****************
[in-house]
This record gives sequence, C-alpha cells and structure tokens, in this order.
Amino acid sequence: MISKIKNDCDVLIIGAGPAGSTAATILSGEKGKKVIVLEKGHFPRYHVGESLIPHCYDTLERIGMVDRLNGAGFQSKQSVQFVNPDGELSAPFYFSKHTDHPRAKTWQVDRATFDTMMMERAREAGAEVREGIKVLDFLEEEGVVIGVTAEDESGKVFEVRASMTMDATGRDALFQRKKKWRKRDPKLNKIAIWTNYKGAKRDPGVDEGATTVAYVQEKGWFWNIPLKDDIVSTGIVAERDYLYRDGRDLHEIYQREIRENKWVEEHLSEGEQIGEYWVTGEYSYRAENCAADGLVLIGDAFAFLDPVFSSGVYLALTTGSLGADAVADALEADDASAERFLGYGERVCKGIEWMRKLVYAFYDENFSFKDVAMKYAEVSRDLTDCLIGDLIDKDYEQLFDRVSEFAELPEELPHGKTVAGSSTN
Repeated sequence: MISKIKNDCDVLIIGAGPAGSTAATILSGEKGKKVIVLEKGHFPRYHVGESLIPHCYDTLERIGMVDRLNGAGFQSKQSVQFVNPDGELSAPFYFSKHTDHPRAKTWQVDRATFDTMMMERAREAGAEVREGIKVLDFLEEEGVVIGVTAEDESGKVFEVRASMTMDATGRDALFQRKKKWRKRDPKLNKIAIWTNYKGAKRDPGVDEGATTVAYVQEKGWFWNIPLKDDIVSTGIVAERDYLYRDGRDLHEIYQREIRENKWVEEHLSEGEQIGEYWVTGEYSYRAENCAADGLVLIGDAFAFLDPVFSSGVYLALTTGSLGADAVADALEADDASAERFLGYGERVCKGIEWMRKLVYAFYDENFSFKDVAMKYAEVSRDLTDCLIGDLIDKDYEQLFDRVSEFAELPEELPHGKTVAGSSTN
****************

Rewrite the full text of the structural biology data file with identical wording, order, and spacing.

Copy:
[in-house]
This record gives sequence, C-alpha cells and structure tokens, in this order.
Amino acid sequence: MISKIKNDCDVLIIGAGPAGSTAATILSGEKGKKVIVLEKGHFPRYHVGESLIPHCYDTLERIGMVDRLNGAGFQSKQSVQFVNPDGELSAPFYFSKHTDHPRAKTWQVDRATFDTMMMERAREAGAEVREGIKVLDFLEEEGVVIGVTAEDESGKVFEVRASMTMDATGRDALFQRKKKWRKRDPKLNKIAIWTNYKGAKRDPGVDEGATTVAYVQEKGWFWNIPLKDDIVSTGIVAERDYLYRDGRDLHEIYQREIRENKWVEEHLSEGEQIGEYWVTGEYSYRAENCAADGLVLIGDAFAFLDPVFSSGVYLALTTGSLGADAVADALEADDASAERFLGYGERVCKGIEWMRKLVYAFYDENFSFKDVAMKYAEVSRDLTDCLIGDLIDKDYEQLFDRVSEFAELPEELPHGKTVAGSSTN
Repeated sequence: MISKIKNDCDVLIIGAGPAGSTAATILSGEKGKKVIVLEKGHFPRYHVGESLIPHCYDTLERIGMVDRLNGAGFQSKQSVQFVNPDGELSAPFYFSKHTDHPRAKTWQVDRATFDTMMMERAREAGAEVREGIKVLDFLEEEGVVIGVTAEDESGKVFEVRASMTMDATGRDALFQRKKKWRKRDPKLNKIAIWTNYKGAKRDPGVDEGATTVAYVQEKGWFWNIPLKDDIVSTGIVAERDYLYRDGRDLHEIYQREIRENKWVEEHLSEGEQIGEYWVTGEYSYRAENCAADGLVLIGDAFAFLDPVFSSGVYLALTTGSLGADAVADALEADDASAERFLGYGERVCKGIEWMRKLVYAFYDENFSFKDVAMKYAEVSRDLTDCLIGDLIDKDYEQLFDRVSEFAELPEELPHGKTVAGSSTN